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Kevin Rayner

Kevin Rayner was born on the West Coast of Tasmania in 1942 .His forebears were pioneers in the district where they were involved in the harvesting of minor species timber including Huon Pine. Like many they were extremely resourcefull people who were able to make fix repair and succeed in in what they did with a minimum of equipment and funds. These qualities are evident in what Kevin does. As a child he had plenty of timber and access to tools where he fashioned boats billycarts toys and simple furniture Kevin was educated at the University of Tasmania and commenced a career in teaching in 1963. He was initially involved in Manual Arts teaching but was soon promoted into school leadership.

After recovery from heart surgery he expanded his interest in woodturning and began producing very high quality work in saleable quantities. The timbers used are Huon Pine Blackheart Sassafras Myrtle and Blackwood. Selected pieces of his work are displayed at the best galleries in the country including Bungedore Wood Works Gallery. Initially Kevin purchased dry timber from country sawmillers but this did not provide timber of sufficiently high quality. To overcome this Kevin sourced specially selected logs straight from the bush. Once kevin selects a log he personally supervises the cutting of the log into slabs that best suit the grain clour and features of the timber for bowl turning. Kevin uses multiple coats of oil which are buffed between coats and then buffed after being allowed to harden for several days When asked about his work Kevin had this to say:- "I just love it. The fun starts crawling about in the log piles looking for that special log. Then in the milling seeing the beautifull slabs coming off the saw and envisioning the bowls that will come from them.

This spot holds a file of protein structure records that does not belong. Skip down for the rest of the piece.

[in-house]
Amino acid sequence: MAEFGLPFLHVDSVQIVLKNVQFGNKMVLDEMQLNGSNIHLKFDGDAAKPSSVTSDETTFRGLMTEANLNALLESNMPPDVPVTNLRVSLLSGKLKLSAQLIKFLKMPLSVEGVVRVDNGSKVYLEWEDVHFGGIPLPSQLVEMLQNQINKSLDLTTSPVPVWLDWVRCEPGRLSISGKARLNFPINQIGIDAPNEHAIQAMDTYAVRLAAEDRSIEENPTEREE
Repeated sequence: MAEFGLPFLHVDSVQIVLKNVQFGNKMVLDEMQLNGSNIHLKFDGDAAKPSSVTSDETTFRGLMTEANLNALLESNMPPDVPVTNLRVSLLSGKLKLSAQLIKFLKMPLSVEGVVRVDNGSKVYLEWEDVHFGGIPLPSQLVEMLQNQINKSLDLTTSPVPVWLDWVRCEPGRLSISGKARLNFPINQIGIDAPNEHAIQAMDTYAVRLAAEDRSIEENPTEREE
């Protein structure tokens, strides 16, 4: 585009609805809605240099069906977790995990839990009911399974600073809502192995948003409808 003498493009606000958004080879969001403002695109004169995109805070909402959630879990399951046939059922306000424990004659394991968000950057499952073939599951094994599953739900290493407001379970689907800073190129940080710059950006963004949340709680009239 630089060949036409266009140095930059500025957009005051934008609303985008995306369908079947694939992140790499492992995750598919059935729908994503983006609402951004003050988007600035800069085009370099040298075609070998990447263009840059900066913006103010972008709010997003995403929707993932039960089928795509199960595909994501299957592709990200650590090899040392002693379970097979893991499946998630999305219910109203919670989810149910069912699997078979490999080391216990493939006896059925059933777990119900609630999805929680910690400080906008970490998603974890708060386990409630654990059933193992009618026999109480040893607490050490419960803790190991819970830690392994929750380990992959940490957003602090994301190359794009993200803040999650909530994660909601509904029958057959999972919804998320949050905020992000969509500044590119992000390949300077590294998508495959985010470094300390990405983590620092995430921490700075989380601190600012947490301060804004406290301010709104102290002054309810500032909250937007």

Then the green turning where all the lights and colours of the timber can be seen. The final turning and oiling gives such a sense of creation and satisfaction that you just want to do more. Of course there is more to it than that a piece needs three criteria to satisfy me.It needs form. Function and finish. It needs an appealing shape with aesthetically pleasing lines that sweep together with complimentary curves the item needs to be usefull in some way and it needs to be meticulously finished. While there maybe flaws or small defects in the timber the workmanship should be perfect. When all these things come together some pieces are so beautifull I just want to keep them all. I just love it."

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